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Hoffmann, R. A wiki for the life sciences where authorship matters. Nature Genetics (2008)

Neurovascular dysfunction in diabetic rats. Potential contribution of autoxidation and free radicals examined using transition metal chelating agents.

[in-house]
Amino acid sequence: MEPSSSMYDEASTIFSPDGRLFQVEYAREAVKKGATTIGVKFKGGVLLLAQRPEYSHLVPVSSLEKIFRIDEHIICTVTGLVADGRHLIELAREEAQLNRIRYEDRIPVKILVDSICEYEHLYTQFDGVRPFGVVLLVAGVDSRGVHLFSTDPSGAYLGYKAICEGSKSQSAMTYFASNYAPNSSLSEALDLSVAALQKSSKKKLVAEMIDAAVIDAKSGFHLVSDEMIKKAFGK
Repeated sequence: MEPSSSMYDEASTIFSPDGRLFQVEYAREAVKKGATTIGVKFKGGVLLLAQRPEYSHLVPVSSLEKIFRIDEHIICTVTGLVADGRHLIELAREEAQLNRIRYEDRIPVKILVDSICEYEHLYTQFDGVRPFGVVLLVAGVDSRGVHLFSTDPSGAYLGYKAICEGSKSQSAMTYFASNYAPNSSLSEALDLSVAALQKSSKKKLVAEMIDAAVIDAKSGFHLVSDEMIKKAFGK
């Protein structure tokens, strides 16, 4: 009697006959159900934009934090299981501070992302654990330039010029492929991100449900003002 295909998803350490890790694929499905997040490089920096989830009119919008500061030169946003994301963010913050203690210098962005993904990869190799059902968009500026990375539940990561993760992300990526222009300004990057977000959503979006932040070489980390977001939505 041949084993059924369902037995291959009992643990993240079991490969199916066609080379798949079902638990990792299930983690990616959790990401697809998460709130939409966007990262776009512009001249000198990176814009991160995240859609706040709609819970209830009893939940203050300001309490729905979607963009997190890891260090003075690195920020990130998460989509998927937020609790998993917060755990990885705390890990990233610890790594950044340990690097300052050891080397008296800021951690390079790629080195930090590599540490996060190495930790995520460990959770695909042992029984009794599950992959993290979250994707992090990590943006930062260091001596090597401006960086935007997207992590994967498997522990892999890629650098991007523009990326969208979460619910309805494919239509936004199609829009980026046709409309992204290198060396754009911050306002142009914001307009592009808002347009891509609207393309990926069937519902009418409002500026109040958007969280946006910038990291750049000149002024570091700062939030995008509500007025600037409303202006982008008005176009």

Oxygen free radical activity is elevated in diabetes mellitus and has been implicated in the etiology of vascular complications. Recent studies have shown that impaired perfusion of nerve endoneurium is a major cause of nerve fiber dysfunction in experimental diabetes. Free radical scavenger treatment prevents the development of nerve conduction abnormalities in diabetic rats. In vitro experiments suggest that autoxidation reactions of glucose, catalyzed by free transition metal ions, are a potential source of free radicals in diabetes. We investigated whether chronic treatment with deferoxamine and trientine, transition metal chelating agents which can prevent autoxidation, could correct nerve conduction and blood flow changes in streptozotocin-diabetic rats. A 20% reduction in sciatic nerve motor conduction velocity after 2 mo diabetes was 90% ameliorated by 2 wk of treatment with deferoxamine or trientine. Sciatic endoneurial nutritive blood flow was 45% reduced by diabetes, but was completely corrected by treatment. In contrast, transition metal chelation had no effect on blood flow or conduction velocity in nondiabetic rats. Thus, the data support the hypothesis that increased free radical activity by glucose autoxidation as a result of impaired transition metal handling is a major cause of early neurovascular deficits in diabetes.[1]


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